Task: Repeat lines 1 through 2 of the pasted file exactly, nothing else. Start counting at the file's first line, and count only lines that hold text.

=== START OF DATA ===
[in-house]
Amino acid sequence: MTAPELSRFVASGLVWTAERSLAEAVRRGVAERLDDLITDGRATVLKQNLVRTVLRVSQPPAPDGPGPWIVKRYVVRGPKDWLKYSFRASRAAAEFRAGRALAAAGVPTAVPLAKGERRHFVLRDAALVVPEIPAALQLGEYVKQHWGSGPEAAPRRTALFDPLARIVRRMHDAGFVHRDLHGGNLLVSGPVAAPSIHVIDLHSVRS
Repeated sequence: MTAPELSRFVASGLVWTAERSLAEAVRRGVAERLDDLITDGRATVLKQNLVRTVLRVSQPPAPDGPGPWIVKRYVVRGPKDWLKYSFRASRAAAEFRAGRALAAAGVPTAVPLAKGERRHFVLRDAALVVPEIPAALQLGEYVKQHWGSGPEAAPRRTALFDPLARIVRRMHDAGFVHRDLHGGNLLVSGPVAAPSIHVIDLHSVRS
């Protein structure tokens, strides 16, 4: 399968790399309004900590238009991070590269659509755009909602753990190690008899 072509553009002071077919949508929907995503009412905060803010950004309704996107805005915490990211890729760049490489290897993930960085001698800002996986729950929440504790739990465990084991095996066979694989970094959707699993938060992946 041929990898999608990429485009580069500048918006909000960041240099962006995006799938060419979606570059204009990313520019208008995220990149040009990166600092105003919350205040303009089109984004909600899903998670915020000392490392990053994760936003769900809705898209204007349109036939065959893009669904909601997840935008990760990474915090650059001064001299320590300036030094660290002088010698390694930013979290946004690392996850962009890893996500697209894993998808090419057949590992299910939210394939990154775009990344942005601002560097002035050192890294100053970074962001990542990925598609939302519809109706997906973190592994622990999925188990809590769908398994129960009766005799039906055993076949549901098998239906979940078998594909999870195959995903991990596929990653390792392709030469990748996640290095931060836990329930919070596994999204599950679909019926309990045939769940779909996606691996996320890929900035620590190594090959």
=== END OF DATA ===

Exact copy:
[in-house]
Amino acid sequence: MTAPELSRFVASGLVWTAERSLAEAVRRGVAERLDDLITDGRATVLKQNLVRTVLRVSQPPAPDGPGPWIVKRYVVRGPKDWLKYSFRASRAAAEFRAGRALAAAGVPTAVPLAKGERRHFVLRDAALVVPEIPAALQLGEYVKQHWGSGPEAAPRRTALFDPLARIVRRMHDAGFVHRDLHGGNLLVSGPVAAPSIHVIDLHSVRS